I’m home after a week of (mostly) vacation time in early August. While I enjoyed time with family and friends in New Mexico and Colorado, it’s also good to be back in Arizona. It’s good to reconnect with routines that work for my body, my soul, and my income(!). I am filled with gratefulness for both the vacation and the return.
As I’ve returned to daily walks through my neighborhood this past week, I’ve noticed how many plants are bearing fruit. While the temperatures still peak at over 100 degrees most days, local plants aren’t daunted. Instead, they are thriving. They are reaching a peak in their yearly routine, in the form of fruits and seeds which will nourish other beings and spread new generations of plants.
My work life is also thriving and spreading. I have a client who wants more of my time, a new publisher client, and potential new writing projects on the horizon. While at other times in my seven years as a contractor this might have felt daunting or overwhelming, I find myself instead in a space of gratefulness. I am, in a sense, harvesting the fruit of my seven years of freelance writing and editing. I am richly blessed.
In a spiritual guidance conversation this past week, I found myself recommending (through the wisdom of the Spirit, I believe) that someone take a sabbatical from an ongoing voluntary commitment about which they were having mixed feelings. Traditionally, sabbaticals take place every seven years (and have their origin in the concept of sabbath, in Hebrew tradition). I noticed that seven-year connection—I’ve been a freelance contractor for seven years—and I am pondering it. I’m not looking to quit anything, but I do wonder about ways in which I might need to pause and refocus or retool.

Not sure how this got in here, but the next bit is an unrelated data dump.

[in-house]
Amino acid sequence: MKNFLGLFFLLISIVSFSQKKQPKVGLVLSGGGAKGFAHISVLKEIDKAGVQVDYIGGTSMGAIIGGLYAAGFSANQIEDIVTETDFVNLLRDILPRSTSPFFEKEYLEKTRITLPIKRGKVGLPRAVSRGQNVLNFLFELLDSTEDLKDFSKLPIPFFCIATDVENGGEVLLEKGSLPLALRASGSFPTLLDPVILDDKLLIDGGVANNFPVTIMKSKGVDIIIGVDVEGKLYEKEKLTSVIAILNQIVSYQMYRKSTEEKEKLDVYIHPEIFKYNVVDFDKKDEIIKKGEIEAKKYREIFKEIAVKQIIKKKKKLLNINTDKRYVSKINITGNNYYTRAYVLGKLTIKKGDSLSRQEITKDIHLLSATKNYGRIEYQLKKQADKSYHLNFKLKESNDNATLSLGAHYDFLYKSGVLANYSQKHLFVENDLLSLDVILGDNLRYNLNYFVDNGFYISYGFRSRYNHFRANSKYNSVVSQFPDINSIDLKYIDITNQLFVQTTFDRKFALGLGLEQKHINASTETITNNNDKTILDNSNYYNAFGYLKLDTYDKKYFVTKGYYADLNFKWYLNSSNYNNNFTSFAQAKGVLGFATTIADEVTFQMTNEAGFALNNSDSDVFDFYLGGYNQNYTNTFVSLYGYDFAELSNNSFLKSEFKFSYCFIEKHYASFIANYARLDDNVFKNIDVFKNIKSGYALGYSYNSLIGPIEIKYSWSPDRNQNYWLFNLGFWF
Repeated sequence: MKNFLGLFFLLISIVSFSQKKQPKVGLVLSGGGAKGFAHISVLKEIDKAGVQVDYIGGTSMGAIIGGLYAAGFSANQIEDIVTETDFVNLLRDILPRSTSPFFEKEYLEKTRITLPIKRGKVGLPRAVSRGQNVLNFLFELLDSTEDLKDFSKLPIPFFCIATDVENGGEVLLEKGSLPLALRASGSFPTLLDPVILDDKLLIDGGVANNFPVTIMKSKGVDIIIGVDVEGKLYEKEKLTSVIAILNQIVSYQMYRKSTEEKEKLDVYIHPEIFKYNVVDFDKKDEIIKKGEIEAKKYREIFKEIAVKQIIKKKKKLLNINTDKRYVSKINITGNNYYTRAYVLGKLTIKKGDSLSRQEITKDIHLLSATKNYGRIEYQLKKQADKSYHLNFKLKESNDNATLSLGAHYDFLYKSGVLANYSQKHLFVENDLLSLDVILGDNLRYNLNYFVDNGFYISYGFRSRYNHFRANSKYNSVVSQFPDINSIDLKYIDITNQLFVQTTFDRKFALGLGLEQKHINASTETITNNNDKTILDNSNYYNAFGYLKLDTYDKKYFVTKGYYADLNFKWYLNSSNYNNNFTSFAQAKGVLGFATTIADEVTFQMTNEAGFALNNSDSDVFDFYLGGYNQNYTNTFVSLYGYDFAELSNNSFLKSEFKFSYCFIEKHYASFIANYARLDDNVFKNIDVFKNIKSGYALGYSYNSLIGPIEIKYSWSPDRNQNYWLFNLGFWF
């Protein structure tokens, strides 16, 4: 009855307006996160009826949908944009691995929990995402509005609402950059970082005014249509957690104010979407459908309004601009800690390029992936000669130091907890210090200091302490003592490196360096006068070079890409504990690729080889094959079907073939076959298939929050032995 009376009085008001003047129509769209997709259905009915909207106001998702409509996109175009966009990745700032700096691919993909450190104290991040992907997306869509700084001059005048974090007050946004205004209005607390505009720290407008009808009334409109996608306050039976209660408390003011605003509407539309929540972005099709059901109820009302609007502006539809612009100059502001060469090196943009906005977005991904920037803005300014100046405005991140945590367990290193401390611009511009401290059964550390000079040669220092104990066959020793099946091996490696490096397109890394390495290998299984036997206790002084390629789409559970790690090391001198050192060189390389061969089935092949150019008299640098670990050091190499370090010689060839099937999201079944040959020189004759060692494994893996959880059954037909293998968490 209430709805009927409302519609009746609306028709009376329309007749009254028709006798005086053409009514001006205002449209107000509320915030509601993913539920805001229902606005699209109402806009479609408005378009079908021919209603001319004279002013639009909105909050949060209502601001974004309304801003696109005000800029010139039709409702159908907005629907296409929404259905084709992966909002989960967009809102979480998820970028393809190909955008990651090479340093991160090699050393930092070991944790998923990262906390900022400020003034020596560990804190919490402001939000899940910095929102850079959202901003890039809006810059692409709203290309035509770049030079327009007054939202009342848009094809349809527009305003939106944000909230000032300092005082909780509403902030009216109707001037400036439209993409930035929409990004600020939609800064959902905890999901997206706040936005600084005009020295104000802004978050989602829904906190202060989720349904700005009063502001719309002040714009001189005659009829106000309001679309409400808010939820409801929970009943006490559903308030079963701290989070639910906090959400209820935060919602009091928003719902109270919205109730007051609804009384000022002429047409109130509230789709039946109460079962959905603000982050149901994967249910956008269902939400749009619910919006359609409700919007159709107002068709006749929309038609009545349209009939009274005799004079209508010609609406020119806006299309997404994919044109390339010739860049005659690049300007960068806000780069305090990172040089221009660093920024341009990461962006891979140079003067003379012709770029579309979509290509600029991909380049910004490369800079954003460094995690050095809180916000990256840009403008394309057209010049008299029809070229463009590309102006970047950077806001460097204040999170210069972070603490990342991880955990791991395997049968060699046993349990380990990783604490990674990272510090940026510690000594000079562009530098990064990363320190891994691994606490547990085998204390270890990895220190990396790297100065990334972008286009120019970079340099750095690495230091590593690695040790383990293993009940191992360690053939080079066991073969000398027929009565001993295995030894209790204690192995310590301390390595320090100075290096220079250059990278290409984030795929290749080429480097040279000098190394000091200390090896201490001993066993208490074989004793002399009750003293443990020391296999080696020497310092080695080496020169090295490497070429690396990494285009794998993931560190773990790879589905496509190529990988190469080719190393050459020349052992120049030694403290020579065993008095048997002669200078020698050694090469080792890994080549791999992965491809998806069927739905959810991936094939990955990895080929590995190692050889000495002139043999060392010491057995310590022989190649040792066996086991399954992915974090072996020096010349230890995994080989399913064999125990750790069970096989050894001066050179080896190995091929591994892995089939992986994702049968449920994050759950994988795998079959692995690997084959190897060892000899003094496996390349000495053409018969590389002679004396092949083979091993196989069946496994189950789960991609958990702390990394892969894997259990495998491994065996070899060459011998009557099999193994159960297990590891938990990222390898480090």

It’s somewhat countercultural to consider refocusing when things are going well. I’m not looking to make radical changes, but I am needing to investigate how to live sustainably through such an abundant harvest season. Sabbaticals are often about slowing down, trying something different, exploring new possibilities, and I intend to do some of each.
I also intend to bring my gratefulness to prayer. All this abundance is a gift from God. By giving thanks, getting still, and listening deeply, I trust that my sabbatical-of-the-spirit will result in another level of bountiful harvest.
Have you ever taken a sabbatical? What was its impact on your life?
Do you bring gratefulness to prayer? When was the last time you pondered God’s lavishness in your life?